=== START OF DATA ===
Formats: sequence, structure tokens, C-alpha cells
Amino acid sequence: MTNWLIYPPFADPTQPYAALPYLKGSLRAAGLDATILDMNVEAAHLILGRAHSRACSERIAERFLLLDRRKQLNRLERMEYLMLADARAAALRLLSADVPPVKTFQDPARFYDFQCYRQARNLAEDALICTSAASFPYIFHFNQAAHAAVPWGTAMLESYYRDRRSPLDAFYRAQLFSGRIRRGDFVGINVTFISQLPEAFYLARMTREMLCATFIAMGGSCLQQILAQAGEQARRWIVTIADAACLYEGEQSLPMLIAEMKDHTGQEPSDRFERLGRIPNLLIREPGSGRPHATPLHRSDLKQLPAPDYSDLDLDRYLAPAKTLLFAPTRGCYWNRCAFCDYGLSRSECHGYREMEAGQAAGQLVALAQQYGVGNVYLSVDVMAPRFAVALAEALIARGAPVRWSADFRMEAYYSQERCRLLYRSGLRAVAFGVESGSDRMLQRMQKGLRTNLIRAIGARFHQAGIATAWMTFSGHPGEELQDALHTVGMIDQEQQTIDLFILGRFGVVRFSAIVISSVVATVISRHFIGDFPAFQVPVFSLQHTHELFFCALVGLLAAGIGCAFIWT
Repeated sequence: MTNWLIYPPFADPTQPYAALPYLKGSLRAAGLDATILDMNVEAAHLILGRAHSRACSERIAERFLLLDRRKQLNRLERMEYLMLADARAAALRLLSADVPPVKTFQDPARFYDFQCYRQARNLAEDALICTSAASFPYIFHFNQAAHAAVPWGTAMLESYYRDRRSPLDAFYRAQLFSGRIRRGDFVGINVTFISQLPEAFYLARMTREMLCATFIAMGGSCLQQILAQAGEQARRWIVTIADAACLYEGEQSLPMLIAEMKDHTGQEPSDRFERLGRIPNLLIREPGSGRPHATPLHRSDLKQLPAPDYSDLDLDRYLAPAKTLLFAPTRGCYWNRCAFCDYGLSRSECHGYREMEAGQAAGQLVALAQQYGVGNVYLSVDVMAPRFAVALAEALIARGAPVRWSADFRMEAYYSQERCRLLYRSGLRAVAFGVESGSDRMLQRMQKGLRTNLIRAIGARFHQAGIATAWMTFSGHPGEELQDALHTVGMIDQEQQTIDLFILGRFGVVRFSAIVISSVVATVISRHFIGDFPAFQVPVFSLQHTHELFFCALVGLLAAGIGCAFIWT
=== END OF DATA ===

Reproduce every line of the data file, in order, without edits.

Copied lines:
Formats: sequence, structure tokens, C-alpha cells
Amino acid sequence: MTNWLIYPPFADPTQPYAALPYLKGSLRAAGLDATILDMNVEAAHLILGRAHSRACSERIAERFLLLDRRKQLNRLERMEYLMLADARAAALRLLSADVPPVKTFQDPARFYDFQCYRQARNLAEDALICTSAASFPYIFHFNQAAHAAVPWGTAMLESYYRDRRSPLDAFYRAQLFSGRIRRGDFVGINVTFISQLPEAFYLARMTREMLCATFIAMGGSCLQQILAQAGEQARRWIVTIADAACLYEGEQSLPMLIAEMKDHTGQEPSDRFERLGRIPNLLIREPGSGRPHATPLHRSDLKQLPAPDYSDLDLDRYLAPAKTLLFAPTRGCYWNRCAFCDYGLSRSECHGYREMEAGQAAGQLVALAQQYGVGNVYLSVDVMAPRFAVALAEALIARGAPVRWSADFRMEAYYSQERCRLLYRSGLRAVAFGVESGSDRMLQRMQKGLRTNLIRAIGARFHQAGIATAWMTFSGHPGEELQDALHTVGMIDQEQQTIDLFILGRFGVVRFSAIVISSVVATVISRHFIGDFPAFQVPVFSLQHTHELFFCALVGLLAAGIGCAFIWT
Repeated sequence: MTNWLIYPPFADPTQPYAALPYLKGSLRAAGLDATILDMNVEAAHLILGRAHSRACSERIAERFLLLDRRKQLNRLERMEYLMLADARAAALRLLSADVPPVKTFQDPARFYDFQCYRQARNLAEDALICTSAASFPYIFHFNQAAHAAVPWGTAMLESYYRDRRSPLDAFYRAQLFSGRIRRGDFVGINVTFISQLPEAFYLARMTREMLCATFIAMGGSCLQQILAQAGEQARRWIVTIADAACLYEGEQSLPMLIAEMKDHTGQEPSDRFERLGRIPNLLIREPGSGRPHATPLHRSDLKQLPAPDYSDLDLDRYLAPAKTLLFAPTRGCYWNRCAFCDYGLSRSECHGYREMEAGQAAGQLVALAQQYGVGNVYLSVDVMAPRFAVALAEALIARGAPVRWSADFRMEAYYSQERCRLLYRSGLRAVAFGVESGSDRMLQRMQKGLRTNLIRAIGARFHQAGIATAWMTFSGHPGEELQDALHTVGMIDQEQQTIDLFILGRFGVVRFSAIVISSVVATVISRHFIGDFPAFQVPVFSLQHTHELFFCALVGLLAAGIGCAFIWT